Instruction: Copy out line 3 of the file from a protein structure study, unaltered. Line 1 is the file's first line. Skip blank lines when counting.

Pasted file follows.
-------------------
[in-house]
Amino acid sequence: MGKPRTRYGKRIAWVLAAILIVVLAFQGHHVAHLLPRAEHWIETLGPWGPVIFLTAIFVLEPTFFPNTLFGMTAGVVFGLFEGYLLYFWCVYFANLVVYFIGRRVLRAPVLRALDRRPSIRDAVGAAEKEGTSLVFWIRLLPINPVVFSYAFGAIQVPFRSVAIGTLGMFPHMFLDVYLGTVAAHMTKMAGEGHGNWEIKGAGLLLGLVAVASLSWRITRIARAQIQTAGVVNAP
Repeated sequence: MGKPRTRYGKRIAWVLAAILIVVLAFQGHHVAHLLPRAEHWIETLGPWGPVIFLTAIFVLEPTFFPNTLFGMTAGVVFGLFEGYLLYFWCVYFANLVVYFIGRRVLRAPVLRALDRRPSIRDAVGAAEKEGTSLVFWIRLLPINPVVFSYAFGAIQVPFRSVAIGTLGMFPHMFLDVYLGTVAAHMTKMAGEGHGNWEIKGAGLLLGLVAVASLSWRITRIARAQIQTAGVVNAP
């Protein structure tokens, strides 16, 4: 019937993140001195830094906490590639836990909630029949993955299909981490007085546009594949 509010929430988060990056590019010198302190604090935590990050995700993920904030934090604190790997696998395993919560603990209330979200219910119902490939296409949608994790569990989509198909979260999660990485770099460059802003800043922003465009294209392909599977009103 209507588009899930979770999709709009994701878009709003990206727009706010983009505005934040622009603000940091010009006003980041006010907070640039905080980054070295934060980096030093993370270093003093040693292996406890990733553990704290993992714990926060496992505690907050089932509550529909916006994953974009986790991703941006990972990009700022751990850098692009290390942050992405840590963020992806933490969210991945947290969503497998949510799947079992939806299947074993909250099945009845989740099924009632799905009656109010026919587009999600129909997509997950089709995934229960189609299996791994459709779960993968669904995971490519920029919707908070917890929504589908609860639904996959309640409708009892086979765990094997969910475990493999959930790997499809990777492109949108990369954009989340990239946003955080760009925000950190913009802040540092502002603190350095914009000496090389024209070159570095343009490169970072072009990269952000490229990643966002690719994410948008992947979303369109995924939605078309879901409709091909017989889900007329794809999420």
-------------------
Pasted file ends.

Repeated sequence: MGKPRTRYGKRIAWVLAAILIVVLAFQGHHVAHLLPRAEHWIETLGPWGPVIFLTAIFVLEPTFFPNTLFGMTAGVVFGLFEGYLLYFWCVYFANLVVYFIGRRVLRAPVLRALDRRPSIRDAVGAAEKEGTSLVFWIRLLPINPVVFSYAFGAIQVPFRSVAIGTLGMFPHMFLDVYLGTVAAHMTKMAGEGHGNWEIKGAGLLLGLVAVASLSWRITRIARAQIQTAGVVNAP